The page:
Quito, Jan 7 (EFE).- The pink land iguanas of Ecuador’s Galapagos archipelago, a species only endemic to the northwestern slopes of Isabela Island’s Wolf Volcano, are far from the zone of its latest eruption and not currently under threat.
The Galapagos National Park Directorate (GNPD) made that assessment in a statement, saying that no additional measures are needed to protect that critically endangered lizard (Conolophus marthae).
The GNPD’s director, Danny Rueda, said that a survey flight of the area on Friday determined that lava from the eruption was flowing toward an area south of the Wolf Volcano’s crater.
“This means that our emblematic populations such as turtles, (the Galapagos) land iguana and especially the pink iguana are away from the flow of lava that could in some way affect their populations,” he said.
Ecuador’s Geophysical Institute said magma was exiting its underground chamber through a vent and for now is flowing southward toward Isabela Island’s interior.
The columns of smoke and ash rise to a height of between 1,900-3,800 meters (6,230-12,460 feet) high and are moving toward the north of the island, where there is no human settlement.
“The Galapagos Islands are in constant formation. Its volcanic eruptions are one of the biggest attractions it has because they allow us to experience nature’s power first-hand,” said Environment, Water and Ecological Transition Minister Gustavo Manrique, who is on a working visit to the archipelago.
The Wolf Volcano is the Galapagos’ tallest at 1,707 meters above sea level and one of Isabela Island’s five active volcanoes along with Sierra Negra, Cerro Azul, Alcedo and Darwin.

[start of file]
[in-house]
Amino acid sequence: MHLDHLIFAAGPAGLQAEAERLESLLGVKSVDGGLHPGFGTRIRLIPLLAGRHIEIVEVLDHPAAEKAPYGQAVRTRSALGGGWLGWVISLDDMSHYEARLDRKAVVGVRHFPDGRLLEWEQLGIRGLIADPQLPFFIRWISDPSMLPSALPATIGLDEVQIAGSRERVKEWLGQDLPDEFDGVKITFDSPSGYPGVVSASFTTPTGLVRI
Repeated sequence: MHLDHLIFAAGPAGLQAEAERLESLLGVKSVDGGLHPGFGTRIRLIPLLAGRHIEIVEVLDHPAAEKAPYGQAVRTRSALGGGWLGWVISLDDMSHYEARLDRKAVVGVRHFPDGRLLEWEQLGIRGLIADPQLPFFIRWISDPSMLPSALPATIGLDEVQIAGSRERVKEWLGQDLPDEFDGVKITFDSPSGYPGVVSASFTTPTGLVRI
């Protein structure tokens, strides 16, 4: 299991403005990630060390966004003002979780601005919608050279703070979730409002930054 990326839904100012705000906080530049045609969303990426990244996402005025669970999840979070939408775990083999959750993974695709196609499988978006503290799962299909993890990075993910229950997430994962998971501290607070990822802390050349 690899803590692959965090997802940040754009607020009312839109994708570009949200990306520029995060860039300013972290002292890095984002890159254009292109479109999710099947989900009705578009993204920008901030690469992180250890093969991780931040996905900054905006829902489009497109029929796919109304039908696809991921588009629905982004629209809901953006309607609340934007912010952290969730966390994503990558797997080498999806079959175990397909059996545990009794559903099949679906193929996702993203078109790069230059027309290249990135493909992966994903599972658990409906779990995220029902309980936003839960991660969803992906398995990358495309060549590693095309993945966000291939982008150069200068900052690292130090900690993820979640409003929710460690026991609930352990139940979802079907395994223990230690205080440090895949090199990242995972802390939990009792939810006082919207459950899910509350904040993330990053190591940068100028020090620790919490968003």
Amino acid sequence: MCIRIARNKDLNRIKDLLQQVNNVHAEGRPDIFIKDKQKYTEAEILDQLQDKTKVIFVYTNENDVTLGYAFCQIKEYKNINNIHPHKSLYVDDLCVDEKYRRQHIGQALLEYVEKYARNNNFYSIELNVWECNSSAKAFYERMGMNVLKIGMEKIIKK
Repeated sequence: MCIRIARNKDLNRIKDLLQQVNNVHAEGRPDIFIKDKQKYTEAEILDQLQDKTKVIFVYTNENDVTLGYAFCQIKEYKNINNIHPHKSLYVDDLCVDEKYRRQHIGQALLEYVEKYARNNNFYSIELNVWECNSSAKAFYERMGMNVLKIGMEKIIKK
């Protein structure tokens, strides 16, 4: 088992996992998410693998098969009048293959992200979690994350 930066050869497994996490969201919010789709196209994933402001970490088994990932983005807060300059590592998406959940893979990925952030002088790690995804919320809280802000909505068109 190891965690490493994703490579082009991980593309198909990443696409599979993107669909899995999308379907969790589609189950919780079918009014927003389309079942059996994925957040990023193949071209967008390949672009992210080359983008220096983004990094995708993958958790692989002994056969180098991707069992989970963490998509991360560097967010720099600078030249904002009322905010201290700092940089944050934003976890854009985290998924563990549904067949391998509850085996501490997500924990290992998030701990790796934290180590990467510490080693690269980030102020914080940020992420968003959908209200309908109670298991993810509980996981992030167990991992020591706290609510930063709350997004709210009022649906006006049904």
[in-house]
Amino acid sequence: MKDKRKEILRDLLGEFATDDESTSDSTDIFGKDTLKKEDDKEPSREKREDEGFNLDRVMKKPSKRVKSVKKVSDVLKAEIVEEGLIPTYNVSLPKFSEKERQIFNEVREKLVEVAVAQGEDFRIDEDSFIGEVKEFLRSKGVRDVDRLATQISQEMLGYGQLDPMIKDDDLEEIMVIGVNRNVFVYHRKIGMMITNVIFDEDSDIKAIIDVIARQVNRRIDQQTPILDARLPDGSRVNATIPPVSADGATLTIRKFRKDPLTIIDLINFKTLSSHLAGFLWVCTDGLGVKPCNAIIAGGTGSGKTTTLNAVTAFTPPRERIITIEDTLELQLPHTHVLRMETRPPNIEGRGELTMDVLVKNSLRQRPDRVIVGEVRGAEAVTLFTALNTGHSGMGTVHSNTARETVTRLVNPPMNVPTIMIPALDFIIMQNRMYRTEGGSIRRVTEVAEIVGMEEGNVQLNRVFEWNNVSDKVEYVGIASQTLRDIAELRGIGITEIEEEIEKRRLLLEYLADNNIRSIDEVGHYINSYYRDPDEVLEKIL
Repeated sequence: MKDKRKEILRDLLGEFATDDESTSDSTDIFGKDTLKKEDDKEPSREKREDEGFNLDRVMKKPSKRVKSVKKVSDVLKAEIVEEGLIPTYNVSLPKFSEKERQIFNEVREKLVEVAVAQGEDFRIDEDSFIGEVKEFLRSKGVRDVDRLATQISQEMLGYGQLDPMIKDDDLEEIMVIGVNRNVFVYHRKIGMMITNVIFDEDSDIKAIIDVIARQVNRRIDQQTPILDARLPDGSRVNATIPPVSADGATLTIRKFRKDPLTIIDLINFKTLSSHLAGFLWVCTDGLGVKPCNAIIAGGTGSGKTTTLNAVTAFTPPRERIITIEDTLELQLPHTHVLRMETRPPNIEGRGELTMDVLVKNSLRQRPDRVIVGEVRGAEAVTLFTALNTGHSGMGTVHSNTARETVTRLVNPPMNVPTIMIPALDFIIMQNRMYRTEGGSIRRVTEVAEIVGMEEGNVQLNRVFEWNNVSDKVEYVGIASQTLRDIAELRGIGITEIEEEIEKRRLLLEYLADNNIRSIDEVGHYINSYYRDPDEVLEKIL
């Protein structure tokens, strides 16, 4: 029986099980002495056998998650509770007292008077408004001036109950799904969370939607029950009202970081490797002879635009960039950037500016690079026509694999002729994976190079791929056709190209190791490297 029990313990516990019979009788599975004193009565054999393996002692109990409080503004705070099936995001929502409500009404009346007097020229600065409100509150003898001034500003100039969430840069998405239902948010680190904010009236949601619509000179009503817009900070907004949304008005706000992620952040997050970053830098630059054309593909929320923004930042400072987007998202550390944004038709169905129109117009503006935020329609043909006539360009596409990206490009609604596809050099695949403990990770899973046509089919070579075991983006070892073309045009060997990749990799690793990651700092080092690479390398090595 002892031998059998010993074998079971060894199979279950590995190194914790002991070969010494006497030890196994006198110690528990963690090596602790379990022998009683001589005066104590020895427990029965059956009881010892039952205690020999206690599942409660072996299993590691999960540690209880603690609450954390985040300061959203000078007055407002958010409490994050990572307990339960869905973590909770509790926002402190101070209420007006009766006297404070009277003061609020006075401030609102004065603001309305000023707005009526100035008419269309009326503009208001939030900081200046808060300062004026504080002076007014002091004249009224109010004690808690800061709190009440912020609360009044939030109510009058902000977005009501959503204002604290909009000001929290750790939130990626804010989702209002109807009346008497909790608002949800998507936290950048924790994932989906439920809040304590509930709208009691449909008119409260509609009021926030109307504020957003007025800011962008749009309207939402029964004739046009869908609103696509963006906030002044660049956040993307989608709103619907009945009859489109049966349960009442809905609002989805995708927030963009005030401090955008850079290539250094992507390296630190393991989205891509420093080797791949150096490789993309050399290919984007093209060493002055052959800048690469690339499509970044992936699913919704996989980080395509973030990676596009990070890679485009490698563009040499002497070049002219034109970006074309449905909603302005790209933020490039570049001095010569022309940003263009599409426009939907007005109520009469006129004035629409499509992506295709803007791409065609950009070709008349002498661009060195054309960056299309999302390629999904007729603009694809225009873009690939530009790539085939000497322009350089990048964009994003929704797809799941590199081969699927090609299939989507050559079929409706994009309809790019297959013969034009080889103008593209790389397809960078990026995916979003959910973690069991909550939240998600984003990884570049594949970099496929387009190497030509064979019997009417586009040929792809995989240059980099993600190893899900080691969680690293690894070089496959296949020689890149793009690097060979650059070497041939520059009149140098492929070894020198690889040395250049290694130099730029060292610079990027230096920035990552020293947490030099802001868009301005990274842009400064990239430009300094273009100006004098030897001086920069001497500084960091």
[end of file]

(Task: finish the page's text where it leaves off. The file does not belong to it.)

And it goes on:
It is not located near an inhabited area.
The latest census conducted last August put the population of the Galapagos pink land iguana at 211. Fifty-three of them were located and captured as part of a conservation plan, 94 percent of which were living at a height of more than 1,500 meters above sea level.
The initial actions of that plan include information-gathering, the construction of a permanent shed for scientists on the volcano and efforts to control introduced predator species.
Experts say it is crucial to determine when and where the pink land iguanas nest.
The conservation director at the Galapagos Conservancy, Washington Tapia, said in August that being restricted to a single location increases the vulnerability of that species, which is listed by the International Union for Conservation of Nature as critically endangered.
The archipelago – which consists of 13 major islands, six smaller islands and scores of islets and rocks – was made famous by 19th-century British naturalist Charles Darwin, whose observations of life on the islands inspired him to develop his theory about evolution, natural selection and the origin of species. EFE